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Upshaw: Henry, Pacman not facing lifetime bans

NFL commissioner Roger Goodell's to-be-unveiled player conduct policy might allow him to issue lifetime bans for players involved in serious criminal activity, according to a published report.

"One thing was clear: Once a player has gotten himself into this fix, it's going to be up to him to get himself out."
-- Gene Upshaw in interview Tuesday
with The Washington Post

NFL Players' Association executive director Gene Upshaw, who was briefed on Goodell's policy, told The Washington Post, however, that Adam "Pacman" Jones and Chris Henry are not facing lifetime punishments. Jones and Henry met with the commissioner Tuesday in New York.

"None of these cases we're talking about will be a permanent ban," Upshaw told The Post in a telephone interview. "I don't think we're at that point yet with these cases. We understand there will be some type of suspension, but not that."

Upshaw and six players met with Goodell on Tuesday. The commissioner briefed the panel on several issues, including the conduct policy, but Upshaw told The Post that Goodell didn't brief the panel specifically on Jones' or Henry's situations. Upshaw and the players left before Goodell's meetings with Henry and Jones.

Upshaw told The Post that under the new policy, a first-time offender would have to undergo counseling and be placed on probation and might be fined. A second-time offender might face suspension if his infraction was considered severe.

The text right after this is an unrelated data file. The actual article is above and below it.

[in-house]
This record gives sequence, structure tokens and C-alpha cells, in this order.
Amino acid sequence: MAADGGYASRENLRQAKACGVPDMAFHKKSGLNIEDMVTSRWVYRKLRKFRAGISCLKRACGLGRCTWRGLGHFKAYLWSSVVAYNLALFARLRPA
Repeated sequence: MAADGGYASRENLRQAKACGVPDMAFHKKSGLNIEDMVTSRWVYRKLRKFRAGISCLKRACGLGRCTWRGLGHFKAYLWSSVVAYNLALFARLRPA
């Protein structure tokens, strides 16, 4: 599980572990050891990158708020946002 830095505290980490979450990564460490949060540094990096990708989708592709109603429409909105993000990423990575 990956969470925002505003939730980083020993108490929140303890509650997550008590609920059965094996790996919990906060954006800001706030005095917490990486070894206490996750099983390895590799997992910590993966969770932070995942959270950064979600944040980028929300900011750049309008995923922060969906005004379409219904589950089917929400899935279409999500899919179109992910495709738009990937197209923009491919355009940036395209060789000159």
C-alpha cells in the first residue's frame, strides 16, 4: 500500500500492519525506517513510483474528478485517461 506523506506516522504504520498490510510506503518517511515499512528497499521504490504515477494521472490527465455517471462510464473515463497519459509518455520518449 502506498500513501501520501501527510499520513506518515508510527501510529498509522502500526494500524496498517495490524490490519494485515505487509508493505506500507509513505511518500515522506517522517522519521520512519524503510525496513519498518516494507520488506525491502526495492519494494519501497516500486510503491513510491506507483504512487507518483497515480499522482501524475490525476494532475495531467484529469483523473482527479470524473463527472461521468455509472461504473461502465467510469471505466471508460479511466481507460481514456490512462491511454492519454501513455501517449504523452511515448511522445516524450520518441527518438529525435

"One thing was clear: Once a player has gotten himself into this fix, it's going to be up to him to get himself out," Upshaw told The Post.

Goodell has said he will announce his decision on suspensions or
other disciplinary action for Jones and Henry before the draft on April 28 and perhaps
in the next 10 days.

The NFL had no comment and lawyers for the players had no
immediate response. The meeting with the players was held away from
the NFL offices where six television cameras stationed themselves
with no one to interview.

The Titans could not add much either Tuesday night.

"We have not heard anything from the NFL office," Titans
general manager Mike Reinfeldt said.

Henry is one of nine Bengals who were arrested last season,
leading to calls for a crackdown on player behavior. But Jones has
become the focus for Goodell, who took over as commissioner in
September and has been preoccupied by the issue almost from the
start of his tenure.

"It went pretty good, to have the chance to meet the
commissioner face to face," Henry told The Cincinnati Enquirer.
"I just wanted to explain my situation to the commissioner and
move on. I told him I was learning from my mistakes and how to
handle myself in a better manner."

Since being drafted in April 2005, Jones has been arrested five
times and questioned by police in 10 episodes. Last week, Las Vegas
police recommended he be charged with a felony and two misdemeanors
for his role in a Feb. 19 strip club fight that led to a triple
shooting.

His lawyer, Manny Arora, did not return calls or e-mails from
The Associated Press. However, he told the Nashville Tennessean on
Monday: "I fully expect him to be part of that team when the
season kicks off in September.

However, Jones' former agent, Gary Wichard, told AP that he
thinks Goodell could be hard on Jones. "In the commissioner's
mind, he's trying to make a statement because the league needs
this," Wichard said.

That seems to be the general consensus around the NFL -- that the
problems have gone too far. Henry, Jones' teammate at West
Virginia, was suspended by Goodell for two games last season and
could face more discipline after serving two days in a Kentucky
jail for letting minors drink in a hotel room he had rented.

The Associated Press contributed to this report.